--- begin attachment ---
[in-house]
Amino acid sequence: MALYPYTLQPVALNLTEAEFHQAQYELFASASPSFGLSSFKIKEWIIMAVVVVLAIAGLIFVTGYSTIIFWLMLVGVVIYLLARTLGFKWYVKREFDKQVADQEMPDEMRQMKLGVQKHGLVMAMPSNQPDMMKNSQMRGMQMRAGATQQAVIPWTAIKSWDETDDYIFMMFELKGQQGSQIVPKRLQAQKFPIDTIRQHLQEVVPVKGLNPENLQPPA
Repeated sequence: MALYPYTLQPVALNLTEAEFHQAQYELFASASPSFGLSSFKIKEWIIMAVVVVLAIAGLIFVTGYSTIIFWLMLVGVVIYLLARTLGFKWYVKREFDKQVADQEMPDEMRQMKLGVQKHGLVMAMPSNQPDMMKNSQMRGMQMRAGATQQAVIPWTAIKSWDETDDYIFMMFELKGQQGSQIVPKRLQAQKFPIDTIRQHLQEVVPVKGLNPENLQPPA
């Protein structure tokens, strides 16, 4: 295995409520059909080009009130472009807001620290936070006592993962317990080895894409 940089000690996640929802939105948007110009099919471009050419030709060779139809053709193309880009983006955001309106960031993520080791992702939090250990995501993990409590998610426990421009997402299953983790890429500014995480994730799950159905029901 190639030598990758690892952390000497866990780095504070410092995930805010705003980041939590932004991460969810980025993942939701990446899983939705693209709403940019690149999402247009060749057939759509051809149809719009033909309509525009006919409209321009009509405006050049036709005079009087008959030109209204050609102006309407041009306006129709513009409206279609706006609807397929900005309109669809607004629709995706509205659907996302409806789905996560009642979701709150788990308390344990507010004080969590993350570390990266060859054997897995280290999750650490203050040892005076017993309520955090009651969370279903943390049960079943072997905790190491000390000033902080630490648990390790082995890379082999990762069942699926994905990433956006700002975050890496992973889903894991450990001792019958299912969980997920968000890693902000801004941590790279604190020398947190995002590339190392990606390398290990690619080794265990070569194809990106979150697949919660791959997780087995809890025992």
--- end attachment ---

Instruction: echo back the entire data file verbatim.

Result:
[in-house]
Amino acid sequence: MALYPYTLQPVALNLTEAEFHQAQYELFASASPSFGLSSFKIKEWIIMAVVVVLAIAGLIFVTGYSTIIFWLMLVGVVIYLLARTLGFKWYVKREFDKQVADQEMPDEMRQMKLGVQKHGLVMAMPSNQPDMMKNSQMRGMQMRAGATQQAVIPWTAIKSWDETDDYIFMMFELKGQQGSQIVPKRLQAQKFPIDTIRQHLQEVVPVKGLNPENLQPPA
Repeated sequence: MALYPYTLQPVALNLTEAEFHQAQYELFASASPSFGLSSFKIKEWIIMAVVVVLAIAGLIFVTGYSTIIFWLMLVGVVIYLLARTLGFKWYVKREFDKQVADQEMPDEMRQMKLGVQKHGLVMAMPSNQPDMMKNSQMRGMQMRAGATQQAVIPWTAIKSWDETDDYIFMMFELKGQQGSQIVPKRLQAQKFPIDTIRQHLQEVVPVKGLNPENLQPPA
């Protein structure tokens, strides 16, 4: 295995409520059909080009009130472009807001620290936070006592993962317990080895894409 940089000690996640929802939105948007110009099919471009050419030709060779139809053709193309880009983006955001309106960031993520080791992702939090250990995501993990409590998610426990421009997402299953983790890429500014995480994730799950159905029901 190639030598990758690892952390000497866990780095504070410092995930805010705003980041939590932004991460969810980025993942939701990446899983939705693209709403940019690149999402247009060749057939759509051809149809719009033909309509525009006919409209321009009509405006050049036709005079009087008959030109209204050609102006309407041009306006129709513009409206279609706006609807397929900005309109669809607004629709995706509205659907996302409806789905996560009642979701709150788990308390344990507010004080969590993350570390990266060859054997897995280290999750650490203050040892005076017993309520955090009651969370279903943390049960079943072997905790190491000390000033902080630490648990390790082995890379082999990762069942699926994905990433956006700002975050890496992973889903894991450990001792019958299912969980997920968000890693902000801004941590790279604190020398947190995002590339190392990606390398290990690619080794265990070569194809990106979150697949919660791959997780087995809890025992």